As the world becomes more connected, many don’t see a need for satellite, yet we must remind ourselves that the global communications network cannot survive without satellite communication. How can satellite services survive? Could artificial intelligence (AI) be the answer?
The 2019 IEEE International Conference on Space Mission Challenges for Information Technology (SMC-IT)
The 2019 International Conference on Space Mission Challenges for Information Technology (SMC-IT) will gather software and system engineers, scientists, and other practitioners with the objective of advancing information technology (IT) for space …
The conference is dedicated to the 65-th anniversary since foundation of Yuzhnoye State Design Office.
Today rocket & space technology is the basic component of domestic scientific and technical potential, it is notable for its science-i…
The great number of scientists, engineers, and managers who participated in the hitherto existing symposia reflects the high interest in the use of small satellites for dedicated missions applied to earth observation, from scientific earth observa…
1st NOAA Workshop on Leveraging AI in the Exploitation of Satellite Earth Observations & Numerical Weather Prediction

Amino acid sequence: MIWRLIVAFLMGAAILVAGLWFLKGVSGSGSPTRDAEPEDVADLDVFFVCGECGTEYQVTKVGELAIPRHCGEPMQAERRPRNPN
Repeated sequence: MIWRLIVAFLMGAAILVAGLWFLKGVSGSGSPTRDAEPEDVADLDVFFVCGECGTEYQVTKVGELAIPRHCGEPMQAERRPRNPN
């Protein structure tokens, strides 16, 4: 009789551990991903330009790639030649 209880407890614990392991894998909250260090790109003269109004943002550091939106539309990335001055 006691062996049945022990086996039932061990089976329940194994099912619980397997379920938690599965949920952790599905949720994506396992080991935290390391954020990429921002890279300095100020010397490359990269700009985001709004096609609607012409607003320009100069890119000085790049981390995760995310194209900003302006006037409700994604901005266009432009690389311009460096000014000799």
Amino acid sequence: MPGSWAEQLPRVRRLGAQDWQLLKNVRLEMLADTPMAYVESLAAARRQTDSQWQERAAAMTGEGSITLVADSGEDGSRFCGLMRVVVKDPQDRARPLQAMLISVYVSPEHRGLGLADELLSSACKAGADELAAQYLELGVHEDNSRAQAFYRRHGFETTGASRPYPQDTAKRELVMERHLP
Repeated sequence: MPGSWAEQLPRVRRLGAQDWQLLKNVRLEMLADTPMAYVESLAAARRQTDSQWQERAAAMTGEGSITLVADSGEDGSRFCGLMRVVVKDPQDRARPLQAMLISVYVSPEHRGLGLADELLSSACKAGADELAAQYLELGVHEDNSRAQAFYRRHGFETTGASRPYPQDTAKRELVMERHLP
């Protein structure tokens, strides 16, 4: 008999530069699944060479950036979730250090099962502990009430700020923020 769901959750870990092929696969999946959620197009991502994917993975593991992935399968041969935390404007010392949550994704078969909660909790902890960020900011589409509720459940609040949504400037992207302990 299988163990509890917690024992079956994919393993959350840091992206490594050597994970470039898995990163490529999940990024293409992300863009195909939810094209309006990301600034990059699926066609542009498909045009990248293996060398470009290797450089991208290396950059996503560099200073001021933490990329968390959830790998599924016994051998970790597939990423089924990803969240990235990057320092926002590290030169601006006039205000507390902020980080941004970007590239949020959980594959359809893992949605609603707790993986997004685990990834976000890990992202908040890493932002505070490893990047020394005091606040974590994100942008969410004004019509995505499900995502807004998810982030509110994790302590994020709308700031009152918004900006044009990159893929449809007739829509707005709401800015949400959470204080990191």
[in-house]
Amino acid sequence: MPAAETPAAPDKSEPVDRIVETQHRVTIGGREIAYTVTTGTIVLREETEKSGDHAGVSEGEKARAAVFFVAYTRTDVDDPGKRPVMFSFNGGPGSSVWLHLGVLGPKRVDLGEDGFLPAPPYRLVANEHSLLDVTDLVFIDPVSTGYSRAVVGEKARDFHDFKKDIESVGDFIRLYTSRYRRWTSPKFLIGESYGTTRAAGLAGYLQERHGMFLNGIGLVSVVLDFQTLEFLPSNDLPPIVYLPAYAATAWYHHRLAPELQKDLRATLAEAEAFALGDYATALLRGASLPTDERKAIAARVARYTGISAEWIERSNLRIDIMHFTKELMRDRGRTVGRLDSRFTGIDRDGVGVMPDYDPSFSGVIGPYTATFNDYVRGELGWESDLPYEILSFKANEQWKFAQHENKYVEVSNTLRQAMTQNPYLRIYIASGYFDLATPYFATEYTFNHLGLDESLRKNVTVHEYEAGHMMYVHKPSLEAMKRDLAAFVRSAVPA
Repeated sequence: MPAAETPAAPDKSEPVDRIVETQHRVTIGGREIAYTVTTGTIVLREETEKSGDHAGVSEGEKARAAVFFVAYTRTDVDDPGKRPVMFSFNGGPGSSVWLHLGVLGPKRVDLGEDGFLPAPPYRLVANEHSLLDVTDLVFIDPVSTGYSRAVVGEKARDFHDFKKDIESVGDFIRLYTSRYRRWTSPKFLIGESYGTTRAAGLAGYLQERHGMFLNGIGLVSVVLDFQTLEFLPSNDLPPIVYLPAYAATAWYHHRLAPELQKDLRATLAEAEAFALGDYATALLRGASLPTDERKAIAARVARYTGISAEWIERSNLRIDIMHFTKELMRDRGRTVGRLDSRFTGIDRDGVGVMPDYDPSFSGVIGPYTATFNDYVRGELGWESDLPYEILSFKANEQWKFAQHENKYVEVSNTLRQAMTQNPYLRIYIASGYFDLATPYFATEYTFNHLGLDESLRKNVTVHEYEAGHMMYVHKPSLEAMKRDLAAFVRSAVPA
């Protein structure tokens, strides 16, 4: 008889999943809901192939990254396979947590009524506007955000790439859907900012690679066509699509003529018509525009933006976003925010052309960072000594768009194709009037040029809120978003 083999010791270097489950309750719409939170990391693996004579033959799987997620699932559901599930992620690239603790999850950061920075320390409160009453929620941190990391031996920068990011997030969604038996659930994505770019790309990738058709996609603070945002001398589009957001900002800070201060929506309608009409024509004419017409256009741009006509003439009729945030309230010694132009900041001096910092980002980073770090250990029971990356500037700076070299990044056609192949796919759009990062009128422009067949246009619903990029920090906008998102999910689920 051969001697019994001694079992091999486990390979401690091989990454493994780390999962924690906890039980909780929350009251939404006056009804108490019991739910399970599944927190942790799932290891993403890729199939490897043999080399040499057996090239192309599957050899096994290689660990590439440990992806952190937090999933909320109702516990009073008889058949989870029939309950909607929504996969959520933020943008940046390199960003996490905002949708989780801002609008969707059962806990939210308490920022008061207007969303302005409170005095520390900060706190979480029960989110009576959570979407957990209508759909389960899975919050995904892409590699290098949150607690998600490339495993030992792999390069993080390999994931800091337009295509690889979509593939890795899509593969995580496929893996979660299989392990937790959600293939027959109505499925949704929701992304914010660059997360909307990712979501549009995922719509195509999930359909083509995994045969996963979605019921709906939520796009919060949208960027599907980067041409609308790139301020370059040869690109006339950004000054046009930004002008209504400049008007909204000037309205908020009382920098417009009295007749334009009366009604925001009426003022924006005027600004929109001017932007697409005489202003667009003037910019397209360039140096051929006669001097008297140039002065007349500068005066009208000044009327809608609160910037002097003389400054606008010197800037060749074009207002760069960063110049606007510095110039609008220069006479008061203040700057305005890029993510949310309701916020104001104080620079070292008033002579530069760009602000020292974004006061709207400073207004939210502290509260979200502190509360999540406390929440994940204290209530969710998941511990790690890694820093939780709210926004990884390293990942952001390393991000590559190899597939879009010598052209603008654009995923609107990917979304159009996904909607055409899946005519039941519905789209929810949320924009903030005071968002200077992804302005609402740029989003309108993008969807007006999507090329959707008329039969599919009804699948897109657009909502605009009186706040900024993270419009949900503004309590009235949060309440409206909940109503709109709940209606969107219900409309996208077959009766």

The 1st NOAA Workshop on Leveraging AI in the Exploitation of Satellite Earth Observations & Numerical Weather Prediction, will be held April 23–25, 2019 at the NOAA Center for Weather and Climate Prediction in College Park, Maryland. The wo…
SN Military.Space | Space Command No. 2 takes office • NRO leading the way in innovation • Satellite as weapons in infowars
“Corporate advocacy and stewardship for Air Force space missions and capabilities.” That, in a nutshell, is the job description for Lt. Gen. David D. Thompson, who last Thursday became Air Force Space Command vice commander.
Peterman: While WGS is an important capability for the military, it is technology that has been surpassed by the private sector.
Instead of designing satellites years before they launch to perform specific tasks, what if small multipurpose satellites were designed for a variety of jobs? And what if those satellites could be launched separately before linking in orbit to perform one mission, then reconfigured to tackle a different job? That’s the concept behind the Aerospace Corporation’s adaptable multipurpose satellite concept, called Hive.
The Army would use small satellites to support tactical imagery needs in the field.
Lockheed Martin has decided to publicly release the technical specifications of its satellite platforms.